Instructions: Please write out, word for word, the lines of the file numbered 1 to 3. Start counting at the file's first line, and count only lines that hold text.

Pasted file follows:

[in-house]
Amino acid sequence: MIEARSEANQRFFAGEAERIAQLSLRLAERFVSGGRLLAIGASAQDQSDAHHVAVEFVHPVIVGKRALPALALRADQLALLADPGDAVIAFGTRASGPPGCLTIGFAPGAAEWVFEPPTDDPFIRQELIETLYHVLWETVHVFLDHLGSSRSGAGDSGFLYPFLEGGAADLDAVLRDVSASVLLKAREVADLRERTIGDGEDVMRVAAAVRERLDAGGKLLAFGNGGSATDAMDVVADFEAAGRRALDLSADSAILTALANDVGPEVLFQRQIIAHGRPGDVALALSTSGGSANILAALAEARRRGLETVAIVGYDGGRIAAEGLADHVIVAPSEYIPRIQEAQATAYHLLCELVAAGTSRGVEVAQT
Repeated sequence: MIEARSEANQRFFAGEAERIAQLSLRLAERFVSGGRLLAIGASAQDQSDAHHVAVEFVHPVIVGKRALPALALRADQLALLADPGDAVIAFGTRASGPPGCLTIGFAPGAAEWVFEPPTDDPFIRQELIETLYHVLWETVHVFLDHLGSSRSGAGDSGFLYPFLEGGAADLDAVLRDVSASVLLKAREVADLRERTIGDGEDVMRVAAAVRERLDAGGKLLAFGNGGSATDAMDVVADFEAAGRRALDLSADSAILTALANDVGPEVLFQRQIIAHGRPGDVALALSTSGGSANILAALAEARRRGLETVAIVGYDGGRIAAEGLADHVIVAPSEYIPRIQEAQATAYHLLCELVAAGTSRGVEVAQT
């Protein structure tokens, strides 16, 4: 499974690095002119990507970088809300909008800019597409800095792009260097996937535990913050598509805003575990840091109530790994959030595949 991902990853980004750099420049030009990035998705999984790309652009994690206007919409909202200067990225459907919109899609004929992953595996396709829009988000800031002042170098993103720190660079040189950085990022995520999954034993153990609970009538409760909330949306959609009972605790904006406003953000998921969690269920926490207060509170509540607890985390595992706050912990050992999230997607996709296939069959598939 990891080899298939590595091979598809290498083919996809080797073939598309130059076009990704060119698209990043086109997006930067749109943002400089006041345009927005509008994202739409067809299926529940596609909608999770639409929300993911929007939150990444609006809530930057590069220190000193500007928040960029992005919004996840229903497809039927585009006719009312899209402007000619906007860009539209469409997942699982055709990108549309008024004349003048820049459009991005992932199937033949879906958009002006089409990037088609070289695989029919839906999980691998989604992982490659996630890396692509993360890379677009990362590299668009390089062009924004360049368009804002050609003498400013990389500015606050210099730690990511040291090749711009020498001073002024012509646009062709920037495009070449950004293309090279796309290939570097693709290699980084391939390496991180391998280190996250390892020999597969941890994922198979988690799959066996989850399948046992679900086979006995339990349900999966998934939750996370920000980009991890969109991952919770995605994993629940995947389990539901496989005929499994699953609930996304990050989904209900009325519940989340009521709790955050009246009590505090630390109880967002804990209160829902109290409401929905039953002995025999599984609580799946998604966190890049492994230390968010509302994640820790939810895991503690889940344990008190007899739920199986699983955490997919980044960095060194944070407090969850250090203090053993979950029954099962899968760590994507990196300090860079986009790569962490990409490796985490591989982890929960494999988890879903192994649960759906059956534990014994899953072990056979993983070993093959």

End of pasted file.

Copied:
[in-house]
Amino acid sequence: MIEARSEANQRFFAGEAERIAQLSLRLAERFVSGGRLLAIGASAQDQSDAHHVAVEFVHPVIVGKRALPALALRADQLALLADPGDAVIAFGTRASGPPGCLTIGFAPGAAEWVFEPPTDDPFIRQELIETLYHVLWETVHVFLDHLGSSRSGAGDSGFLYPFLEGGAADLDAVLRDVSASVLLKAREVADLRERTIGDGEDVMRVAAAVRERLDAGGKLLAFGNGGSATDAMDVVADFEAAGRRALDLSADSAILTALANDVGPEVLFQRQIIAHGRPGDVALALSTSGGSANILAALAEARRRGLETVAIVGYDGGRIAAEGLADHVIVAPSEYIPRIQEAQATAYHLLCELVAAGTSRGVEVAQT
Repeated sequence: MIEARSEANQRFFAGEAERIAQLSLRLAERFVSGGRLLAIGASAQDQSDAHHVAVEFVHPVIVGKRALPALALRADQLALLADPGDAVIAFGTRASGPPGCLTIGFAPGAAEWVFEPPTDDPFIRQELIETLYHVLWETVHVFLDHLGSSRSGAGDSGFLYPFLEGGAADLDAVLRDVSASVLLKAREVADLRERTIGDGEDVMRVAAAVRERLDAGGKLLAFGNGGSATDAMDVVADFEAAGRRALDLSADSAILTALANDVGPEVLFQRQIIAHGRPGDVALALSTSGGSANILAALAEARRRGLETVAIVGYDGGRIAAEGLADHVIVAPSEYIPRIQEAQATAYHLLCELVAAGTSRGVEVAQT